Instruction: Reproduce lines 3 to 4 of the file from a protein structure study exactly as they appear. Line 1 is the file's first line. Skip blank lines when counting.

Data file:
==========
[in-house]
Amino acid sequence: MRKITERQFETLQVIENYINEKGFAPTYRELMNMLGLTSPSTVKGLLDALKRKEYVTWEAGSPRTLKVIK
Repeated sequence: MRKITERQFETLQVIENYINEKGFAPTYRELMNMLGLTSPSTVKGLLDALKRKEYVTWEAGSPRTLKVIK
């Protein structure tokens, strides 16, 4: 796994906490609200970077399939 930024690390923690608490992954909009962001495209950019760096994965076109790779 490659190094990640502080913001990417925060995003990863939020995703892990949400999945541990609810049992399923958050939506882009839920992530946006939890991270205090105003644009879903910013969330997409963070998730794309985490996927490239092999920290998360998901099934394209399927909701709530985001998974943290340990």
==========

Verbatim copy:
Repeated sequence: MRKITERQFETLQVIENYINEKGFAPTYRELMNMLGLTSPSTVKGLLDALKRKEYVTWEAGSPRTLKVIK
């Protein structure tokens, strides 16, 4: 796994906490609200970077399939 930024690390923690608490992954909009962001495209950019760096994965076109790779 490659190094990640502080913001990417925060995003990863939020995703892990949400999945541990609810049992399923958050939506882009839920992530946006939890991270205090105003644009879903910013969330997409963070998730794309985490996927490239092999920290998360998901099934394209399927909701709530985001998974943290340990």